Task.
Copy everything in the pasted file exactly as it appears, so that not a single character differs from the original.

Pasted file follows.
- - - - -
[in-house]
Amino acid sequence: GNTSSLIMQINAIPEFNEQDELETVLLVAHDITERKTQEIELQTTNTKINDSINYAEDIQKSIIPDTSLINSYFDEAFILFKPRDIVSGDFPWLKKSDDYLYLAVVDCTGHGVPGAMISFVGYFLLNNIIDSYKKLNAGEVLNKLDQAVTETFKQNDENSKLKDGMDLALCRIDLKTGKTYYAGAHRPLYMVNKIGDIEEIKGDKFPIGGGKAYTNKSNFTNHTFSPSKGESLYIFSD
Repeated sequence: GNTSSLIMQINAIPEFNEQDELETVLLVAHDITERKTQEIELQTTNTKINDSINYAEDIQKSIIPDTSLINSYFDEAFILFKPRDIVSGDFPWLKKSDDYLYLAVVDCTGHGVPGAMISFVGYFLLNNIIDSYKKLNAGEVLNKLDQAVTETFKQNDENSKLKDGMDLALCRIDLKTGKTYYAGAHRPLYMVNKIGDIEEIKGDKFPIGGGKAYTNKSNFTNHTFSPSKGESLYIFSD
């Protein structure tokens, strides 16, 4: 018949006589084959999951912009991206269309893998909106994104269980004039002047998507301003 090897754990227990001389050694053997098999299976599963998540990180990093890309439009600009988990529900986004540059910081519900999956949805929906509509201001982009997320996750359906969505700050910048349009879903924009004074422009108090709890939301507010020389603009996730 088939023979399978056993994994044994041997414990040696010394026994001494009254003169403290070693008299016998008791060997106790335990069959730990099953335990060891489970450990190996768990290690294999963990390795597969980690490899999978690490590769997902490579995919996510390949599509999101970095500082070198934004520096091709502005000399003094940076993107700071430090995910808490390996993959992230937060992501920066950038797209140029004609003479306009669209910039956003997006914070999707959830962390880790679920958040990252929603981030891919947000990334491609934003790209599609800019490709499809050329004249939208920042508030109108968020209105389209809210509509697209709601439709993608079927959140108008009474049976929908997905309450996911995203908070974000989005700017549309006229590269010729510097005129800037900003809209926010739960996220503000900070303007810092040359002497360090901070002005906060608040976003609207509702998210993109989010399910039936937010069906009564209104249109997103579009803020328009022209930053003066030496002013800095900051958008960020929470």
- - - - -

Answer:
[in-house]
Amino acid sequence: GNTSSLIMQINAIPEFNEQDELETVLLVAHDITERKTQEIELQTTNTKINDSINYAEDIQKSIIPDTSLINSYFDEAFILFKPRDIVSGDFPWLKKSDDYLYLAVVDCTGHGVPGAMISFVGYFLLNNIIDSYKKLNAGEVLNKLDQAVTETFKQNDENSKLKDGMDLALCRIDLKTGKTYYAGAHRPLYMVNKIGDIEEIKGDKFPIGGGKAYTNKSNFTNHTFSPSKGESLYIFSD
Repeated sequence: GNTSSLIMQINAIPEFNEQDELETVLLVAHDITERKTQEIELQTTNTKINDSINYAEDIQKSIIPDTSLINSYFDEAFILFKPRDIVSGDFPWLKKSDDYLYLAVVDCTGHGVPGAMISFVGYFLLNNIIDSYKKLNAGEVLNKLDQAVTETFKQNDENSKLKDGMDLALCRIDLKTGKTYYAGAHRPLYMVNKIGDIEEIKGDKFPIGGGKAYTNKSNFTNHTFSPSKGESLYIFSD
């Protein structure tokens, strides 16, 4: 018949006589084959999951912009991206269309893998909106994104269980004039002047998507301003 090897754990227990001389050694053997098999299976599963998540990180990093890309439009600009988990529900986004540059910081519900999956949805929906509509201001982009997320996750359906969505700050910048349009879903924009004074422009108090709890939301507010020389603009996730 088939023979399978056993994994044994041997414990040696010394026994001494009254003169403290070693008299016998008791060997106790335990069959730990099953335990060891489970450990190996768990290690294999963990390795597969980690490899999978690490590769997902490579995919996510390949599509999101970095500082070198934004520096091709502005000399003094940076993107700071430090995910808490390996993959992230937060992501920066950038797209140029004609003479306009669209910039956003997006914070999707959830962390880790679920958040990252929603981030891919947000990334491609934003790209599609800019490709499809050329004249939208920042508030109108968020209105389209809210509509697209709601439709993608079927959140108008009474049976929908997905309450996911995203908070974000989005700017549309006229590269010729510097005129800037900003809209926010739960996220503000900070303007810092040359002497360090901070002005906060608040976003609207509702998210993109989010399910039936937010069906009564209104249109997103579009803020328009022209930053003066030496002013800095900051958008960020929470």